I'm Still Here (With Apologies to Shirley McLaine)
Over the years I've seen many co-workers come and go. I could post a laundry list of reasons, but the big four are work-related injuries, a lack of respect from other public safety personnel, burn-out, and a lack of advancement.
The first reason, work injuries, came about when the new technologies was introduced. Before computers found their way inside the realm of Public Safety, disaptchers had a varied amount of tasks to perform. Calls for service had to be tracked in some form. Depending on the size of the agency involved, the system used may have been date cards, a peg board, or hand written log sheets. Information on the major incidents was collected and typed up on an ongoing basis, to a bulletin for both police and fire usage. Messages were taken and distributed. Phones weer the old fashioned selected a line witha handset, as wherde the radios.
Computers changed this. Take a tour of a Public Safety Answering Point (PSAP) - otherwise known as a 9-1-1 dispatch center, and chances are every dispatcher will be surrounded by computer monitors. There won't be any phones left,nor any radios. Typing and mousing are to be blamed for repetitive injuries. How many dispatchers retire with 30+ years of service? Not very many compared to firefighters and law enforcement personnel.
The second issue, a lack of respect, is a universal feeling shared by Public Safety Telecommunicators (another name for dispatchers) throughout the land. Often, the public's first and only contact with the emergency system is the 9-1-1 dispatcher. When the caller dials those three digits with what they perceive is an emergency, and in fact is nothing which requires a response. Mr. or Mrs. john Q. Citizen will forever look upon the emergency system according to how they were treated by that dispatcher. If they do have an emergency, the disaptcher is a key person and is responsible for obtaining critical data while the field personnel are responding. After the fact, who gets the credit for being the 'hero' in the incident? More often than not, the cop, firefighter, or paramedic does. Never mind the disaptcher kept the frightened caller calm while the burgler ransacked the house, gave the family CPR instructions, or stayed on the phone and was able to guide the firefighters to the resident trapped in that burning building.
I can't tell you how many times I had an officer see a subject who looked suspecious, or who had a warrnt. The cop would slam his car toa stop, jump out of his car and chase after the guy. Once he caught the bad guy, the fight was on - usually in a back yard somewhere. It was up to me to figure out where the officer was, since he didn't know. The officer takes the subject to jail with accolades fora good job, the dispatcher keeps on doing the job.
Respect? We're still waiting to be considered one of the first responders.
Burnout happens to disaptchers, too. After years of hearing people doing the worst to one another, without hearing the outcome, it gets to you. The difference between burnout of field personnel and dispatchers is a big one. Those handling calls at least get to do something. Medica can start an IV or give a medication, firefighters can rescue a patient or put out a fire, and cops can make an arrest. Disaptchers can only send field personnel to a location. Even when the worst imaginable happens, and one of our people is killed in the line of duty, we can't a;ways step away from the radio & phones. In a small agency, we may be required to keep sending out the cops and answering 911 until another person can arrive to take over.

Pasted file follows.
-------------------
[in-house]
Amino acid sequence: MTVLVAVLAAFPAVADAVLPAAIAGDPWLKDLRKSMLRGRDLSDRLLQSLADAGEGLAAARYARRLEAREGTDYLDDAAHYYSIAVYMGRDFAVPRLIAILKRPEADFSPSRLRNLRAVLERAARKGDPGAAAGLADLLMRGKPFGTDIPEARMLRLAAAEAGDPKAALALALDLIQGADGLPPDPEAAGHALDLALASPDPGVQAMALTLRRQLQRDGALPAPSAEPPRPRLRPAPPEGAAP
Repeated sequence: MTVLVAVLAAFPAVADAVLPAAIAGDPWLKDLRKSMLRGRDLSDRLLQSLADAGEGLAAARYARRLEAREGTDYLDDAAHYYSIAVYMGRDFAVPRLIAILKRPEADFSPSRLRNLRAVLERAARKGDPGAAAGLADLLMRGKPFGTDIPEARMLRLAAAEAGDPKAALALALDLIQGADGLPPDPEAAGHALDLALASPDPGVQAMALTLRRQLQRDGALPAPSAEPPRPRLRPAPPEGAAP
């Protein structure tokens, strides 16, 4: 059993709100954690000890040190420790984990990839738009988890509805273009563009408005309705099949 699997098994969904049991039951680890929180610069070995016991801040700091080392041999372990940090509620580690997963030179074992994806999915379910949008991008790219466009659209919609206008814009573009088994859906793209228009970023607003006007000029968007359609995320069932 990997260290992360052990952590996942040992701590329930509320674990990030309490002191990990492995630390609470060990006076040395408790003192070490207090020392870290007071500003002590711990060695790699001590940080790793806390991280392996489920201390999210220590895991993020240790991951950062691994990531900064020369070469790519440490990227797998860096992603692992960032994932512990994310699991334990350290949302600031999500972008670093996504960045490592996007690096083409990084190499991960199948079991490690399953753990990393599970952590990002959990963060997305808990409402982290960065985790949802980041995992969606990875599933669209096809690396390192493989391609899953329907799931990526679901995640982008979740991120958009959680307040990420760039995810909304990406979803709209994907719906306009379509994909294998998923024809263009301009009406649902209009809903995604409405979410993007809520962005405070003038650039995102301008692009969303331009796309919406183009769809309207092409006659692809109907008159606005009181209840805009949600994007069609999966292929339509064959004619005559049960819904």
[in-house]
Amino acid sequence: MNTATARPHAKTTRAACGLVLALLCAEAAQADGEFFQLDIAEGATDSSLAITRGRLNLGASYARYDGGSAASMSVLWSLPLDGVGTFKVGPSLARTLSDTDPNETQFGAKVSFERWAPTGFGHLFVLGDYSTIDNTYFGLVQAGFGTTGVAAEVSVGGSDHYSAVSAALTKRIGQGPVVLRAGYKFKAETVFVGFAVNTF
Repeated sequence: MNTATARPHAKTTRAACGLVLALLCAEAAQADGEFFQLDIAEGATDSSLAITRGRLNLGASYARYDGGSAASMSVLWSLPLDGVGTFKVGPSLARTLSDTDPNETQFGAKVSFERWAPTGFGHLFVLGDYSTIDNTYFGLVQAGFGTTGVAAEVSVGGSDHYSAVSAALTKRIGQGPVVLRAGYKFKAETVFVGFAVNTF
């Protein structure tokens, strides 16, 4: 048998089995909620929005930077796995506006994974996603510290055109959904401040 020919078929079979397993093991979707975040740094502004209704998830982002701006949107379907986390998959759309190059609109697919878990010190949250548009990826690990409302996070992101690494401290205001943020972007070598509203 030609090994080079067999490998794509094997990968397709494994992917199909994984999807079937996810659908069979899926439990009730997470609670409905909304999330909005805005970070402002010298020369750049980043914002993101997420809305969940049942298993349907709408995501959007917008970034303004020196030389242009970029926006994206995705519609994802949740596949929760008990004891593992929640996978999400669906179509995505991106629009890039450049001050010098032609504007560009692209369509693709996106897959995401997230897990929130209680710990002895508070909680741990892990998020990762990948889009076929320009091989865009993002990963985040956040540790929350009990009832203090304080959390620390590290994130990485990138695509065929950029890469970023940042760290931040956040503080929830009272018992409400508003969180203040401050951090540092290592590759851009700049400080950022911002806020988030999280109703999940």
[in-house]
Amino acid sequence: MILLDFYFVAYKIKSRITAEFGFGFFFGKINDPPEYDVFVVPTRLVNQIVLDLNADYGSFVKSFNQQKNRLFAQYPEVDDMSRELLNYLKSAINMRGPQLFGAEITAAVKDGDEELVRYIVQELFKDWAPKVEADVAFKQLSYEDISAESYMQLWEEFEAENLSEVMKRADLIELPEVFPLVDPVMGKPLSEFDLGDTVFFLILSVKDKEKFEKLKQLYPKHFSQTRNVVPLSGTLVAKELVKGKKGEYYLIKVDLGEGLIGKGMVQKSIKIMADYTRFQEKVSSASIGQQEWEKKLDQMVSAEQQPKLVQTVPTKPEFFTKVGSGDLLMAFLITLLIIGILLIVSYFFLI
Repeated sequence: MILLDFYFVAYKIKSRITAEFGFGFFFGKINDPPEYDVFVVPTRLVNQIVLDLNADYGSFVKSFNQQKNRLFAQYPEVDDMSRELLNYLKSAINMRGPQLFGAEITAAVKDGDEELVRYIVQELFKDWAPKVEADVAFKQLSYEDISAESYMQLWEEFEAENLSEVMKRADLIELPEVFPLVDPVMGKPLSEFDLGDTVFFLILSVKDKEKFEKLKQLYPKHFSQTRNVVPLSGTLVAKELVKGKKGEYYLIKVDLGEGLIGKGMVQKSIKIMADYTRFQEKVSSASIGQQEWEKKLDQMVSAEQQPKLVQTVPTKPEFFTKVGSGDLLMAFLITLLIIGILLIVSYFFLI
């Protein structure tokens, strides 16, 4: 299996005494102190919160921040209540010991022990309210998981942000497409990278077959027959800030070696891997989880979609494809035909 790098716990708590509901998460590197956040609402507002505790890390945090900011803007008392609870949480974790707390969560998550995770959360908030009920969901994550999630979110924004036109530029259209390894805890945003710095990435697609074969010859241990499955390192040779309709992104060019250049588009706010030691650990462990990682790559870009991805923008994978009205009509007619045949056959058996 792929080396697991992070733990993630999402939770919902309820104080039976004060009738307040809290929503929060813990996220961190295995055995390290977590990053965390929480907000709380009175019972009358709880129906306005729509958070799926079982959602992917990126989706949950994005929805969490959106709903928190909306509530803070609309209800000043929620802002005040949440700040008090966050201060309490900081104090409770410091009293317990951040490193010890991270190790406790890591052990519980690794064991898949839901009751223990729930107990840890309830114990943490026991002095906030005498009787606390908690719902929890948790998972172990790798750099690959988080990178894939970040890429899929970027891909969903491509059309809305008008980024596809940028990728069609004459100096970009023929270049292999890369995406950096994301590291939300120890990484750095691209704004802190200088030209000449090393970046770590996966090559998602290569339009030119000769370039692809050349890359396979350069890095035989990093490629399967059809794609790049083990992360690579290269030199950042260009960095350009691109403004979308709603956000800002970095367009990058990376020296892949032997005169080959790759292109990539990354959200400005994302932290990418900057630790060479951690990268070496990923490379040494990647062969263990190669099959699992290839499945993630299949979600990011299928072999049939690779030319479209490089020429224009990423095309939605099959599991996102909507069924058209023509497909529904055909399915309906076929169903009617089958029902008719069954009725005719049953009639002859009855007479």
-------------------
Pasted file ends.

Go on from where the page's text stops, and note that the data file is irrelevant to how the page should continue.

After so many years of hearing distraught parents scream when they discover little Johnny dead from SIDS, or find a suicidal spouse dead when they come home from work, or hear a lady take her last breath over the phone while she's waiting for the medics to arrive, a part of you starts to die inside.
The nightmares of hearing telephones contantly ring and units calling on a radio while you're standing in the middle of dispatch, frozen tot he floor and there isn't anyone else there.
Yeah, we have out Post Traumatic Stress Disorder (PTSD) too. A handful of us can push it aside and keep working, but a good portion can't and get out of the profession.
Finally, a lack of advancement. The recruiters don't come around looking for dispatchers, at least they didn't when I entered the profession. What would they have said to entice me to the job? You can be a trainer, maybe an acting supervisor? If you're lucky, you can work for a department that has civilian supervisors. If you go to college and earn a degree, you can maybe find a job as a manager. That's it. Sure, I became a trainer - which was a lot of extra work for 5% bonus when I actively trained. I did become a civilian supervisor (which was four times as much work). I didn't get any extra compensation for being a Tactical Dispatcher - in fact, the motto was 'the best equipment your money could buy' when we asked about supplies and special unforms.
So why am I still in the business after all these years?
I ask myself that question on the bad days. It's certainly NOT the pay (which, thanks to the the Governor, I took a pay cut last year).
I still love what I do. I still enjoy being part of a team that catches a criminal. My heart pumps fast and the adrenalin speeds trhough my veins when I get a pursuit. I love the 'detective' part of my job when find someone who is supposedly not in the grid.
Yes, I'm still here.
Stay safe out there.
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